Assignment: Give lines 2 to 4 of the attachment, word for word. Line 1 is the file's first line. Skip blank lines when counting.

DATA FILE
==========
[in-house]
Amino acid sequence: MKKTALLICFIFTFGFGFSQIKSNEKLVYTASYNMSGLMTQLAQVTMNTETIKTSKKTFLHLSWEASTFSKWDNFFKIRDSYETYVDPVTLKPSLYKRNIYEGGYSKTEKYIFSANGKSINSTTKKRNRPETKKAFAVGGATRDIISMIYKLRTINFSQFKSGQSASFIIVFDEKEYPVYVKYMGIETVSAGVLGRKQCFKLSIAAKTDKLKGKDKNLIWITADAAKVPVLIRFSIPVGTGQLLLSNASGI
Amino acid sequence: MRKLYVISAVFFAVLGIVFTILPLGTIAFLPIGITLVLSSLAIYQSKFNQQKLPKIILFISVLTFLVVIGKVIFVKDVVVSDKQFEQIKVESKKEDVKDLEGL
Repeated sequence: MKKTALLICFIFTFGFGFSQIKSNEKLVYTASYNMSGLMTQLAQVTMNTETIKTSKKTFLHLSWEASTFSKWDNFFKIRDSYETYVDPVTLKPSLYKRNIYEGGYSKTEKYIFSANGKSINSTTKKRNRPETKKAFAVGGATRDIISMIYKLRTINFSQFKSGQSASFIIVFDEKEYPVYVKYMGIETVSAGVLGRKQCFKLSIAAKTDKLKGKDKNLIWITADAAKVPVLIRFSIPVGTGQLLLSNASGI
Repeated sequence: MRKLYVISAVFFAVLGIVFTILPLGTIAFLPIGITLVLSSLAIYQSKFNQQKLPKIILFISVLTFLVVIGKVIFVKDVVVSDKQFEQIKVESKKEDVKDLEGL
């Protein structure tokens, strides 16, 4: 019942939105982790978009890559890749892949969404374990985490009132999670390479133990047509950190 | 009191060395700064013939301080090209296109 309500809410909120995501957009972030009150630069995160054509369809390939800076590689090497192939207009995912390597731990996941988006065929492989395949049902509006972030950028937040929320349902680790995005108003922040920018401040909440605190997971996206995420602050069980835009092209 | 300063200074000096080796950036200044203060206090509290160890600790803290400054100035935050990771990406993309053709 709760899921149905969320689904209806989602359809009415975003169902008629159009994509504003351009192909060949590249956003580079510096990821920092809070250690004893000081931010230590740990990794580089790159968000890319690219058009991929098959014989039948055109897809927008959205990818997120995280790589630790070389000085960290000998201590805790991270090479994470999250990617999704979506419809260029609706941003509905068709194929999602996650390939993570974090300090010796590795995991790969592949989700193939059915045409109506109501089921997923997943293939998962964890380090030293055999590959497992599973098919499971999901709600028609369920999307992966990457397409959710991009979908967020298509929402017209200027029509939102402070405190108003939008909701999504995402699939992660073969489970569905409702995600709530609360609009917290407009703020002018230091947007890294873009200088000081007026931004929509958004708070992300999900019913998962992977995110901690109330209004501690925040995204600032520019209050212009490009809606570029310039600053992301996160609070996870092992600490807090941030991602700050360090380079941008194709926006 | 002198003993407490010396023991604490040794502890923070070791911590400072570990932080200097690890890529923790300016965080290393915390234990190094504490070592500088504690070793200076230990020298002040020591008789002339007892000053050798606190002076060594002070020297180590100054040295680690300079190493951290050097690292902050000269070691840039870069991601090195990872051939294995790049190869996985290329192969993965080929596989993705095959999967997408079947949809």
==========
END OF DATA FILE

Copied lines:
Amino acid sequence: MKKTALLICFIFTFGFGFSQIKSNEKLVYTASYNMSGLMTQLAQVTMNTETIKTSKKTFLHLSWEASTFSKWDNFFKIRDSYETYVDPVTLKPSLYKRNIYEGGYSKTEKYIFSANGKSINSTTKKRNRPETKKAFAVGGATRDIISMIYKLRTINFSQFKSGQSASFIIVFDEKEYPVYVKYMGIETVSAGVLGRKQCFKLSIAAKTDKLKGKDKNLIWITADAAKVPVLIRFSIPVGTGQLLLSNASGI
Amino acid sequence: MRKLYVISAVFFAVLGIVFTILPLGTIAFLPIGITLVLSSLAIYQSKFNQQKLPKIILFISVLTFLVVIGKVIFVKDVVVSDKQFEQIKVESKKEDVKDLEGL
Repeated sequence: MKKTALLICFIFTFGFGFSQIKSNEKLVYTASYNMSGLMTQLAQVTMNTETIKTSKKTFLHLSWEASTFSKWDNFFKIRDSYETYVDPVTLKPSLYKRNIYEGGYSKTEKYIFSANGKSINSTTKKRNRPETKKAFAVGGATRDIISMIYKLRTINFSQFKSGQSASFIIVFDEKEYPVYVKYMGIETVSAGVLGRKQCFKLSIAAKTDKLKGKDKNLIWITADAAKVPVLIRFSIPVGTGQLLLSNASGI